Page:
PACs stakeholders can also be categorised with regards to their role in the overall innovation process, and can be defined across four main groups:
• “Innovators”: individuals or companies that are looking to bring ideas in the PACs domain to market. Sub-categories include researchers, vendors, service providers, integrators and infrastructure providers;
• “Enablers”: individuals or entities who are responsible for supporting individuals or companies in being more innovative and in commercialising technology;
• “Influencers”: individuals whose professional mandates influence or impact on the ability of PACs Innovators or Enablers to bring technologies to market;
• “End-Users”: individuals or organisations leveraging PACs technologies and services to improve resilience of their own infrastructures, or technologies they provide to others.
Table 2.3 – PACs Innovation stakeholder categories and main pain points
|Stakeholder Type||Sub-Categories||Key innovation needs/pain points|
By Organisation Size/Maturity
Micro start-up (1-3 persons)
Small SME (<10 persons)
Established SME seeking new business lines/opportunities
Mid-Sized company (250 employees plus)
Large global blue chip players (ICT, Defence, Telcos)
By Job Title/Persona
By Target PACs Solution Type
By Position in PACs/ICT value chain (e.g.)
Understanding the steps, procedures, activities involved in bringing new PACs product/service innovations to market – difficulty in getting PACs solution to market successfully.
Have experienced several past failures at start-ups and would like to learn how to avoid those failures.
Have difficulty understanding where to prioritise and focus efforts around innovation.
Difficulty in bridging the “valley of death” between R&D and commercialisation.
Don’t know how to conduct and validate market research, and integrate it with product/solution development.
Have difficulty in knowing how to access finance, both for R&D and NPD activities.
Have difficulty combining service aspects of PACs innovation with product elements in a commercially viable and efficient manner.
Typically managers or consultants working in an in-house or external support role. Can be:
Managers with background in PACs domain, without expertise in general innovation techniques.
General innovation consultants with no expert knowledge of PACs domain.
Could exist within organisation categories profiled above, from independent consultancies, VCs or similar investment agencies, PACs cluster support groups, and so on.
Existing PACs stakeholders will understand their domain (and often market) very well but have difficulty around building better innovation/process in the organisation.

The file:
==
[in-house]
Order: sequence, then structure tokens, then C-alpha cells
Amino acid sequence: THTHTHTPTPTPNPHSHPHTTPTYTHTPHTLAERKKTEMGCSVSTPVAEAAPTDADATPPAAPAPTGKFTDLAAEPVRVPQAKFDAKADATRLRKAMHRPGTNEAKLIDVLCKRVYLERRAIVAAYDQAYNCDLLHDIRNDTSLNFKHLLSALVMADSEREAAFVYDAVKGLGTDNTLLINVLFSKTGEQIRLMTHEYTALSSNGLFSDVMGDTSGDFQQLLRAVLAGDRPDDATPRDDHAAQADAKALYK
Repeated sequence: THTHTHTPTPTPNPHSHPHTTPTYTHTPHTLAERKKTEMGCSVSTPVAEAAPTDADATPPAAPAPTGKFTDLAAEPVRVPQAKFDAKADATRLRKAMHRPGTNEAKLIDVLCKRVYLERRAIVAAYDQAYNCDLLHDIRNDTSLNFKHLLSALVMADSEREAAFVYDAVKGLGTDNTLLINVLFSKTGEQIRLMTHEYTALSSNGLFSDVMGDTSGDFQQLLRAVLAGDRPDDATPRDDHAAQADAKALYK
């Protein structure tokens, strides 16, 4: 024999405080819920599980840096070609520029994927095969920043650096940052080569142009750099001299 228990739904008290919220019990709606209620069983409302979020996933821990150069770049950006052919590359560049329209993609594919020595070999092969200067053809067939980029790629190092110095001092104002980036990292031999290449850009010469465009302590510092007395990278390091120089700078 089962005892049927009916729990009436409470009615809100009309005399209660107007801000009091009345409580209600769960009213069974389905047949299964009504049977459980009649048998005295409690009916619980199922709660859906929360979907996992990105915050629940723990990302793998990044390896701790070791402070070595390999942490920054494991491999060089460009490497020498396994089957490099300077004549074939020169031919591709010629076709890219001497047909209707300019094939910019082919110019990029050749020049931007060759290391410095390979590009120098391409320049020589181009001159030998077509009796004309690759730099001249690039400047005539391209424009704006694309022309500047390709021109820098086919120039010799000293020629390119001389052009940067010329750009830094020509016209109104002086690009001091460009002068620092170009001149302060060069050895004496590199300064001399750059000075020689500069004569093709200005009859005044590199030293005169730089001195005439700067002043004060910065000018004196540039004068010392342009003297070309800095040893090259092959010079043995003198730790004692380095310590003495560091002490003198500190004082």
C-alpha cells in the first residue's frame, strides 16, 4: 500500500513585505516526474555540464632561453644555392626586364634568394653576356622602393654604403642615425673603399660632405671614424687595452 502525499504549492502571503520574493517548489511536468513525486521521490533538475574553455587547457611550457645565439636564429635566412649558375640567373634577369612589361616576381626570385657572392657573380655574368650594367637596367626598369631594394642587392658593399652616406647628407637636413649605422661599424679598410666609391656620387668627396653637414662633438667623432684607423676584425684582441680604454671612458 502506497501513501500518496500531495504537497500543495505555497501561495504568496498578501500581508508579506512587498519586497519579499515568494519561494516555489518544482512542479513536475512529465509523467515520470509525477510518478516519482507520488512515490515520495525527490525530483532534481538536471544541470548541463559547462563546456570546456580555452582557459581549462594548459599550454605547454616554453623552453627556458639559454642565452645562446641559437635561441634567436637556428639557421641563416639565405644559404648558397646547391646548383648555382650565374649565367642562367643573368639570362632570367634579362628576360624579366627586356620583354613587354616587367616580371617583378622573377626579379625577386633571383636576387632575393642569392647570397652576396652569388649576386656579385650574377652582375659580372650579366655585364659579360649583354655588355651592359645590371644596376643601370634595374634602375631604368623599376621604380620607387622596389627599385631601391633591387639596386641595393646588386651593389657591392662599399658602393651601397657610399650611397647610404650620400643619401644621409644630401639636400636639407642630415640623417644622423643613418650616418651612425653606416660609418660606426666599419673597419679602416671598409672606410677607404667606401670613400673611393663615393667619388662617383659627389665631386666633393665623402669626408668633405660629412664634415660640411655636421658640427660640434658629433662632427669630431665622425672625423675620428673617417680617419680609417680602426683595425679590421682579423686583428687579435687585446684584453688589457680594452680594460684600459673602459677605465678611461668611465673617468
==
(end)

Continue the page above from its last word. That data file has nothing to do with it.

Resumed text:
Difficulty in doing radical innovation well (i.e. bringing new technology to a new market).
Want to understand how to empower other individuals and groups in organisations (i.e. innovators) – including defining roles and responsibilities for innovation activities.
May come from broad range of industry specific backgrounds including:
Or a broad range of non industry-specific backgrounds including:
Understand how to build/integrate specific agenda into PACs marketplace – ensure that necessary standards/mandate are achieved.
Understand PACs trends more clearly from research and commercial perspectives (political, economic, social, technological, legal and environmental).
Understand how role in PACs domain impacts Innovator ability to commercialise PACs technology
Understand specific market challenges, the in-depth domain specific relations and expectations.
Individuals and organisations looking to protect their business, data and operations.
General ICT vendors integrating PACs technology.
Can be further segmented by target PACs buyer segment, e.g.
Can be segmented by PACs verticals, such as insurance, banking and finance, energy, ICT and so on.
Difficulty in making products, services, infrastructures secure – need security “best practice” solutions. Particularly understanding domain-specific needs and requirements.
How to design-in security/privacy functionality into products, services and infrastructures.
Verifying cost and risk balance around PACs. How much should be spent on PACs? How much security is enough? What is enough to keep customers/regulators happy? How might they be incentivised to adopt higher PACs standards?
Verification of quality/effectiveness of PACs solutions they use.
Different organisations and individuals may fall into multiple stakeholder categories under this scheme, depending on factors, particularly their relationship with the PACs product or service development lifecycle. For example in relation to development of a specific PACs product/service the individual may be deeply in “Innovator” mode, whereas in terms of a strategic review their role may shift towards “Enabler” mode. Product managers in particular may have to juggle between both roles. Clusters combine different entities and contribute through their constituency in the different roles, but also by themselves can act from different perspectives, integrating different non-PACs specific insights (e.g. including microprocessing expertise) or combining other industry-specific clusters on future challenges and requirements of the specific domain (e.g. by including Energy clusters). In line with the typically non-linear nature of innovation processes, different innovation materials and guidance will apply to different stages of the innovation lifecycle, so identifying stakeholder roles at any given time is important.